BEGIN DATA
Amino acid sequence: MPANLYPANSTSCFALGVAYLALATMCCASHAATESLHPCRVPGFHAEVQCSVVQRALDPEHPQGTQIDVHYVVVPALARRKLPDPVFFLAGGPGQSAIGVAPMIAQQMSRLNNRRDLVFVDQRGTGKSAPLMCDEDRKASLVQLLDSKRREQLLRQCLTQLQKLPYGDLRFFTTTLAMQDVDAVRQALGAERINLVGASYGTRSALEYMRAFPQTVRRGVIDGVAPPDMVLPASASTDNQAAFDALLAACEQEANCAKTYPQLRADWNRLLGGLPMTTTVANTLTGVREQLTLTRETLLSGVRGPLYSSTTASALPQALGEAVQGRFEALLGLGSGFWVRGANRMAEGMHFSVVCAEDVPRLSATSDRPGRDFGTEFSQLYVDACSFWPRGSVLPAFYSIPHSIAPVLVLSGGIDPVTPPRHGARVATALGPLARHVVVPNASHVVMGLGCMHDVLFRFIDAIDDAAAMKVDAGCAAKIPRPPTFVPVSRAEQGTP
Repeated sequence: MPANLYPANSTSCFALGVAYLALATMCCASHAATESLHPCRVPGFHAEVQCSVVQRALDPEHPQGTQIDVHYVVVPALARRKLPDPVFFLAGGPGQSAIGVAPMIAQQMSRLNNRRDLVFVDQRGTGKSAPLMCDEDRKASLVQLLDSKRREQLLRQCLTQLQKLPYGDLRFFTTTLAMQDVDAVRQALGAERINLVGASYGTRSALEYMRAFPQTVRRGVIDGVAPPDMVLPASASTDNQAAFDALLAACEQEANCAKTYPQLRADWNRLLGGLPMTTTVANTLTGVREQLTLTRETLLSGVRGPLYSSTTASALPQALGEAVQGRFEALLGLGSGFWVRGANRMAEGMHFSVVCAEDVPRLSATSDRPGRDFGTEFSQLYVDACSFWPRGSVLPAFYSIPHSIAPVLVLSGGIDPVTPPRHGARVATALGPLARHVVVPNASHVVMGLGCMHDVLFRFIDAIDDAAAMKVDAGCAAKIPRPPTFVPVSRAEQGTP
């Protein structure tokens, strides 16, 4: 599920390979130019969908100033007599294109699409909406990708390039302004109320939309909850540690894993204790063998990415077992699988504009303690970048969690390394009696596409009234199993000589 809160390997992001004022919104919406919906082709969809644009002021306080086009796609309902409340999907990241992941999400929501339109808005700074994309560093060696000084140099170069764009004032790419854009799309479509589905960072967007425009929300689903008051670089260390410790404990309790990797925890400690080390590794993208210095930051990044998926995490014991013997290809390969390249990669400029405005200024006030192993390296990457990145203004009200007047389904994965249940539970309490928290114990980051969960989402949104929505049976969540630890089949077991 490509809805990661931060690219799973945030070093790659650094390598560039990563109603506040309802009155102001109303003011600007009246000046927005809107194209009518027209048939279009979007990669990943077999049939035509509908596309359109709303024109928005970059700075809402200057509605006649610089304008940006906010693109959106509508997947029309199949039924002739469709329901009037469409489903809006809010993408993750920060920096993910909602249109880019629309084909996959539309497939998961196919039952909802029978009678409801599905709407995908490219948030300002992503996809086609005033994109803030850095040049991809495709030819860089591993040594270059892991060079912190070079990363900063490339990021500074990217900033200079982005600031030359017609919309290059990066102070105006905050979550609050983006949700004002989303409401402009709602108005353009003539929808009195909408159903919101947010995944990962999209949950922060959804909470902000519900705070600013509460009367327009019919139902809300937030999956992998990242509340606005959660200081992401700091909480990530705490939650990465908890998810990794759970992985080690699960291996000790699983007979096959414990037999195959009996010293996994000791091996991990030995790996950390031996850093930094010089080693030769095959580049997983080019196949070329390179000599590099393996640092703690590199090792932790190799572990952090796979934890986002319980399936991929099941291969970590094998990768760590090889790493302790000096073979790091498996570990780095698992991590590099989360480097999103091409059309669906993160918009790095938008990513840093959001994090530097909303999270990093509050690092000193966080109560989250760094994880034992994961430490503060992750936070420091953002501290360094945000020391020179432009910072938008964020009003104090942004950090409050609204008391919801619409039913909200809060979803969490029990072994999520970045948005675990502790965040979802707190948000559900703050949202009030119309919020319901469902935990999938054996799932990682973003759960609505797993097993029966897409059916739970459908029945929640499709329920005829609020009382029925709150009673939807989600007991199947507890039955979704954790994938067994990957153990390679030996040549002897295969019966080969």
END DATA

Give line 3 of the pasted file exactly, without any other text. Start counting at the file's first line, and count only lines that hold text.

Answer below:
């Protein structure tokens, strides 16, 4: 599920390979130019969908100033007599294109699409909406990708390039302004109320939309909850540690894993204790063998990415077992699988504009303690970048969690390394009696596409009234199993000589 809160390997992001004022919104919406919906082709969809644009002021306080086009796609309902409340999907990241992941999400929501339109808005700074994309560093060696000084140099170069764009004032790419854009799309479509589905960072967007425009929300689903008051670089260390410790404990309790990797925890400690080390590794993208210095930051990044998926995490014991013997290809390969390249990669400029405005200024006030192993390296990457990145203004009200007047389904994965249940539970309490928290114990980051969960989402949104929505049976969540630890089949077991 490509809805990661931060690219799973945030070093790659650094390598560039990563109603506040309802009155102001109303003011600007009246000046927005809107194209009518027209048939279009979007990669990943077999049939035509509908596309359109709303024109928005970059700075809402200057509605006649610089304008940006906010693109959106509508997947029309199949039924002739469709329901009037469409489903809006809010993408993750920060920096993910909602249109880019629309084909996959539309497939998961196919039952909802029978009678409801599905709407995908490219948030300002992503996809086609005033994109803030850095040049991809495709030819860089591993040594270059892991060079912190070079990363900063490339990021500074990217900033200079982005600031030359017609919309290059990066102070105006905050979550609050983006949700004002989303409401402009709602108005353009003539929808009195909408159903919101947010995944990962999209949950922060959804909470902000519900705070600013509460009367327009019919139902809300937030999956992998990242509340606005959660200081992401700091909480990530705490939650990465908890998810990794759970992985080690699960291996000790699983007979096959414990037999195959009996010293996994000791091996991990030995790996950390031996850093930094010089080693030769095959580049997983080019196949070329390179000599590099393996640092703690590199090792932790190799572990952090796979934890986002319980399936991929099941291969970590094998990768760590090889790493302790000096073979790091498996570990780095698992991590590099989360480097999103091409059309669906993160918009790095938008990513840093959001994090530097909303999270990093509050690092000193966080109560989250760094994880034992994961430490503060992750936070420091953002501290360094945000020391020179432009910072938008964020009003104090942004950090409050609204008391919801619409039913909200809060979803969490029990072994999520970045948005675990502790965040979802707190948000559900703050949202009030119309919020319901469902935990999938054996799932990682973003759960609505797993097993029966897409059916739970459908029945929640499709329920005829609020009382029925709150009673939807989600007991199947507890039955979704954790994938067994990957153990390679030996040549002897295969019966080969």